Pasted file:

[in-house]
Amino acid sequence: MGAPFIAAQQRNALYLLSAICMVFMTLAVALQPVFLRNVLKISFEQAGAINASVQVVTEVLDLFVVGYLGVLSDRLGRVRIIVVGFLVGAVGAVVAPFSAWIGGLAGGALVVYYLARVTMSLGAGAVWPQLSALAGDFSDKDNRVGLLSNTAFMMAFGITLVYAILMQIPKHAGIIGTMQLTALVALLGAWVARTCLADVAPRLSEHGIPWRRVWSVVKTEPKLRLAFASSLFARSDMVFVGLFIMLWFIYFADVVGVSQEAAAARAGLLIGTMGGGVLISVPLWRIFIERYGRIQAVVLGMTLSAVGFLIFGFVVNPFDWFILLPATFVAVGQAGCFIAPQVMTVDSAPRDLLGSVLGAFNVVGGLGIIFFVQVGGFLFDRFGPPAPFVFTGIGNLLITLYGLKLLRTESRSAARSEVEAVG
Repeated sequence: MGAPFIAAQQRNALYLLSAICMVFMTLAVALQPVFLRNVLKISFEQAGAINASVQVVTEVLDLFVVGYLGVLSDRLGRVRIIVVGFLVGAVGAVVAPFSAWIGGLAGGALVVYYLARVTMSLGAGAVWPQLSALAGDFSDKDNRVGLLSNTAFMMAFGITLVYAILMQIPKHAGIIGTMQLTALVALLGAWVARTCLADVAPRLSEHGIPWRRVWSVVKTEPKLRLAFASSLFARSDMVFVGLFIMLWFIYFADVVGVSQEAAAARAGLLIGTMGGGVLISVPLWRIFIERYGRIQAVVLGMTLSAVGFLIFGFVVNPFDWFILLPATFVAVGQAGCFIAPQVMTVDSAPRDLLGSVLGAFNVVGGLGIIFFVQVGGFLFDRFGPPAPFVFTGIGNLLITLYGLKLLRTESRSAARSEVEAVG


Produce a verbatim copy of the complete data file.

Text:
[in-house]
Amino acid sequence: MGAPFIAAQQRNALYLLSAICMVFMTLAVALQPVFLRNVLKISFEQAGAINASVQVVTEVLDLFVVGYLGVLSDRLGRVRIIVVGFLVGAVGAVVAPFSAWIGGLAGGALVVYYLARVTMSLGAGAVWPQLSALAGDFSDKDNRVGLLSNTAFMMAFGITLVYAILMQIPKHAGIIGTMQLTALVALLGAWVARTCLADVAPRLSEHGIPWRRVWSVVKTEPKLRLAFASSLFARSDMVFVGLFIMLWFIYFADVVGVSQEAAAARAGLLIGTMGGGVLISVPLWRIFIERYGRIQAVVLGMTLSAVGFLIFGFVVNPFDWFILLPATFVAVGQAGCFIAPQVMTVDSAPRDLLGSVLGAFNVVGGLGIIFFVQVGGFLFDRFGPPAPFVFTGIGNLLITLYGLKLLRTESRSAARSEVEAVG
Repeated sequence: MGAPFIAAQQRNALYLLSAICMVFMTLAVALQPVFLRNVLKISFEQAGAINASVQVVTEVLDLFVVGYLGVLSDRLGRVRIIVVGFLVGAVGAVVAPFSAWIGGLAGGALVVYYLARVTMSLGAGAVWPQLSALAGDFSDKDNRVGLLSNTAFMMAFGITLVYAILMQIPKHAGIIGTMQLTALVALLGAWVARTCLADVAPRLSEHGIPWRRVWSVVKTEPKLRLAFASSLFARSDMVFVGLFIMLWFIYFADVVGVSQEAAAARAGLLIGTMGGGVLISVPLWRIFIERYGRIQAVVLGMTLSAVGFLIFGFVVNPFDWFILLPATFVAVGQAGCFIAPQVMTVDSAPRDLLGSVLGAFNVVGGLGIIFFVQVGGFLFDRFGPPAPFVFTGIGNLLITLYGLKLLRTESRSAARSEVEAVG